Fake. Fraud. Phony. Poser. Pretender. All ways to describe the debilitating and negative feelings associated with the Imposter Syndrome. But that’s not the worst part.
The worst part of the Imposter Syndrome is that those words, and a million more, are what we call ourselves. It’s the self-destructive internal dialogue that torments and tortures nearly 70% of the population according to recent studies.
In a nutshell, the Imposter Syndrome are those feelings of inadequacy, second-guessing, self-doubt, self-flagellation and a complete crisis of confidence that swirl around our brains and cause us to question our abilities, our expertise and our accomplishments. It’s the feeling that you don’t belong or don’t deserve the success you have achieved, and the fear that everyone will soon find out that you have absolutely no idea what you’re doing.
I’ve been a career coach for more than 20 years and every single client has experienced the Imposter Syndrome at one time or another. Sometimes it’s while interviewing for a new job or being considered for a big promotion. The powerful self-sabotaging mindset is that, “I’m sure there are plenty of other people smarter and more qualified than I am, and they’ll quickly realize the err of their ways if they choose me.”
The Imposter Syndrome erodes your self-esteem, increases anxiety and insecurity, and has a negative impact on your performance and production at work. It’s a career killer!
This happened to my client just recently. She was presenting an idea in a meeting on a topic that was completely aligned with her skill set and expertise. Someone else offered a few suggestions to elevate and expand the idea, and my client immediately experienced the painful shame spiral associated with the Imposter Syndrome. “I should have known that! They thought I was the expert, and now everyone is going to think I’m a total idiot and don’t belong on the team.”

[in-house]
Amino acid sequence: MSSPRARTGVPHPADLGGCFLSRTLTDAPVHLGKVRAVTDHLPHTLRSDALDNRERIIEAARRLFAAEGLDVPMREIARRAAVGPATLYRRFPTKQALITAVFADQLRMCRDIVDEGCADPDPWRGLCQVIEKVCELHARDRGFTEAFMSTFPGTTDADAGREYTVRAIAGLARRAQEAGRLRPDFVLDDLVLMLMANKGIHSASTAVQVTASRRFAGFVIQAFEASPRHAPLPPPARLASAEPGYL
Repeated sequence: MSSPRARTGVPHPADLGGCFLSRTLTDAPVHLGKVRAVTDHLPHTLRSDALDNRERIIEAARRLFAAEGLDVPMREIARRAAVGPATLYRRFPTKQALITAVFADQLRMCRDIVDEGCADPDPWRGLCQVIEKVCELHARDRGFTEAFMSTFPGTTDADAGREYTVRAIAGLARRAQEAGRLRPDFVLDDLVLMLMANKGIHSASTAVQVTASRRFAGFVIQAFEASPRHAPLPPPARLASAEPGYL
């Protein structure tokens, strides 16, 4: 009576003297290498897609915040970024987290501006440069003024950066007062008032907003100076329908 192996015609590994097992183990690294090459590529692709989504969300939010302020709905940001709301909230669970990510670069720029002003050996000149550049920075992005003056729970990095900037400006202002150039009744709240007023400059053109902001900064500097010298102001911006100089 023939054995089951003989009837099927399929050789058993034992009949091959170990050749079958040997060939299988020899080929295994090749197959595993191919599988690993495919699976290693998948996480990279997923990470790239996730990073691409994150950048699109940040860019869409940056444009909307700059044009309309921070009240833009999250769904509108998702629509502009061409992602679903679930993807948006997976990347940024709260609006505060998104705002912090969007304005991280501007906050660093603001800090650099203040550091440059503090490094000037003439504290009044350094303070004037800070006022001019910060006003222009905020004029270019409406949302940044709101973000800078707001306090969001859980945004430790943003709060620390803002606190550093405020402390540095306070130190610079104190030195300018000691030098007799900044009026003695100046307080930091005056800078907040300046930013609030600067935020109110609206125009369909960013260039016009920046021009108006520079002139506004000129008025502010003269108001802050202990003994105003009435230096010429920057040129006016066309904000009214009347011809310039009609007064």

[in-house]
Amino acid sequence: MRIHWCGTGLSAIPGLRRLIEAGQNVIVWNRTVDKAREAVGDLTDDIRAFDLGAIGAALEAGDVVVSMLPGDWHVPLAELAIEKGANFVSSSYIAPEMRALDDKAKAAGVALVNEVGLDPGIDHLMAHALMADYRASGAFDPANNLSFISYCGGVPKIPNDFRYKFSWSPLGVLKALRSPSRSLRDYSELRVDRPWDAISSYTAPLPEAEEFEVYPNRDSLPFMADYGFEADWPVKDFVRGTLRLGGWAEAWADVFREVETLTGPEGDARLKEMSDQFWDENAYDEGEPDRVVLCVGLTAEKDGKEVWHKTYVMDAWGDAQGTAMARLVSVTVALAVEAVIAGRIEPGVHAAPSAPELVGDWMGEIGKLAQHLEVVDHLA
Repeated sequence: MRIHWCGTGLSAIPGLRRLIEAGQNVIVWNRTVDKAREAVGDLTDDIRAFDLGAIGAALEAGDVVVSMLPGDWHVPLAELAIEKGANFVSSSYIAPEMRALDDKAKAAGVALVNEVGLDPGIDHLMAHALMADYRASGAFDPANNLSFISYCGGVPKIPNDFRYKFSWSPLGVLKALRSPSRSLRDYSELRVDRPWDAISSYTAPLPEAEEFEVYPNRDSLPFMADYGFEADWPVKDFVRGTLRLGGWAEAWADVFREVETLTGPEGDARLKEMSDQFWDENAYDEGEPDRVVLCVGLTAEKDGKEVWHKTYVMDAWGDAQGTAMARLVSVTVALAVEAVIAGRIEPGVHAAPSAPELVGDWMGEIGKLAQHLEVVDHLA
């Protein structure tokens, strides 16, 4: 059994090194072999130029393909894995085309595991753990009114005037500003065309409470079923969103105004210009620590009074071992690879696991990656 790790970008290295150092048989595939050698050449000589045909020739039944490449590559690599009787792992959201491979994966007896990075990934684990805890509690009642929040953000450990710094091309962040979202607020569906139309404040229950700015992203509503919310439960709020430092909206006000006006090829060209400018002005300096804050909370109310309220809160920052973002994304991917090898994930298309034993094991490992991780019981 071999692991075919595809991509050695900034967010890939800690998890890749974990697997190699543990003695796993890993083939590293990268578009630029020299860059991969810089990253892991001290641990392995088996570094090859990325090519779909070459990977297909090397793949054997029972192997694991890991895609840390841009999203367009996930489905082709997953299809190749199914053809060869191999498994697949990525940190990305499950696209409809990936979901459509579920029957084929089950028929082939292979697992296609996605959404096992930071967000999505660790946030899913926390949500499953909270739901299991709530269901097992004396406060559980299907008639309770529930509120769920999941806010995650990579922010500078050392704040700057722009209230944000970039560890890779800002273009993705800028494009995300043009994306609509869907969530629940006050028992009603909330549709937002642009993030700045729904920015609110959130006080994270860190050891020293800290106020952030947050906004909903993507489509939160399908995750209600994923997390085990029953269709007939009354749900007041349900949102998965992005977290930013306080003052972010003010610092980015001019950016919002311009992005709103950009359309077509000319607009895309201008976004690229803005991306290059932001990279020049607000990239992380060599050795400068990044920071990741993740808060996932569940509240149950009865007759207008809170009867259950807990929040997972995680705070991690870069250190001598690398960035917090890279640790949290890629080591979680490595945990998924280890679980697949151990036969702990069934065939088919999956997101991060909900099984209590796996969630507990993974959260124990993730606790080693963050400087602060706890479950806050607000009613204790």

If you experience any of these feelings, you need to know you’re not alone. Here are 4 Ways to Cure the Imposter Syndrome…
- Speak Out – suffering in silence only emboldens the Imposter Syndrome and prolongs the shame spiral. Don’t carry that heavy burden…confide in a trusted friend, mentor or coach about how you’re feeling. You will immediately feel better, lighter and not alone.
- Learn a New Language – instead of beating yourself up like my client did, re-language the perceived failure. Remove “should” from your vocabulary and express gratitude…”I didn’t think of that before, but thank goodness I know it now so I can be even better.”
- Keep a Brag Book – it’s easy to hyper-focus on the mistakes and missteps, and completely forget all about your accomplishments. Keep those successes top of mind in an ongoing and updated Brag Book to jog your memory and focus on the positive.
- Catch and Release – just like fishing, when the overwhelming thoughts of negativity and self-doubt creep into your brain…capture them, then set them free. Don’t allow them to linger any longer than necessary, and don’t bring them home! They will quickly start to stink like dead fish.
Telling yourself you’re never going to feel insecure, question your self-confidence or battle against the Imposter Syndrome again is unrealistic. What is realistic is taking control and taking charge of your thoughts, your feelings and your actions. Whenever the Imposter Syndrome tries to take over and sabotage your self-esteem and success, that’s when it’s time to pull on those big-girl panties and Woman UP!